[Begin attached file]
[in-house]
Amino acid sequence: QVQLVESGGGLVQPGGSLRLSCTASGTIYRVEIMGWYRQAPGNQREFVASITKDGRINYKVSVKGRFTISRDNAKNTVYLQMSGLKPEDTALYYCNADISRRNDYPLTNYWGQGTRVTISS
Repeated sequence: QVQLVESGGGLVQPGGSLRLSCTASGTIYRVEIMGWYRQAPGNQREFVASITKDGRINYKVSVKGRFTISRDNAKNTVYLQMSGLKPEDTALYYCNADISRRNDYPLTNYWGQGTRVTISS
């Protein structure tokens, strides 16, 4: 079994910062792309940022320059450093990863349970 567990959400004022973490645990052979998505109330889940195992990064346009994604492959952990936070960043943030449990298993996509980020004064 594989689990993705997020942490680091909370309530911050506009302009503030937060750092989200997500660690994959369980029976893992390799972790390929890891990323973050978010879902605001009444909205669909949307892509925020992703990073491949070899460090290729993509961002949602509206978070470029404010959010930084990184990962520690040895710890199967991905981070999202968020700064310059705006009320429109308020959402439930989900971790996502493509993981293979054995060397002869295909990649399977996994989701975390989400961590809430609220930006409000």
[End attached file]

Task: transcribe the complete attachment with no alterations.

[in-house]
Amino acid sequence: QVQLVESGGGLVQPGGSLRLSCTASGTIYRVEIMGWYRQAPGNQREFVASITKDGRINYKVSVKGRFTISRDNAKNTVYLQMSGLKPEDTALYYCNADISRRNDYPLTNYWGQGTRVTISS
Repeated sequence: QVQLVESGGGLVQPGGSLRLSCTASGTIYRVEIMGWYRQAPGNQREFVASITKDGRINYKVSVKGRFTISRDNAKNTVYLQMSGLKPEDTALYYCNADISRRNDYPLTNYWGQGTRVTISS
């Protein structure tokens, strides 16, 4: 079994910062792309940022320059450093990863349970 567990959400004022973490645990052979998505109330889940195992990064346009994604492959952990936070960043943030449990298993996509980020004064 594989689990993705997020942490680091909370309530911050506009302009503030937060750092989200997500660690994959369980029976893992390799972790390929890891990323973050978010879902605001009444909205669909949307892509925020992703990073491949070899460090290729993509961002949602509206978070470029404010959010930084990184990962520690040895710890199967991905981070999202968020700064310059705006009320429109308020959402439930989900971790996502493509993981293979054995060397002869295909990649399977996994989701975390989400961590809430609220930006409000």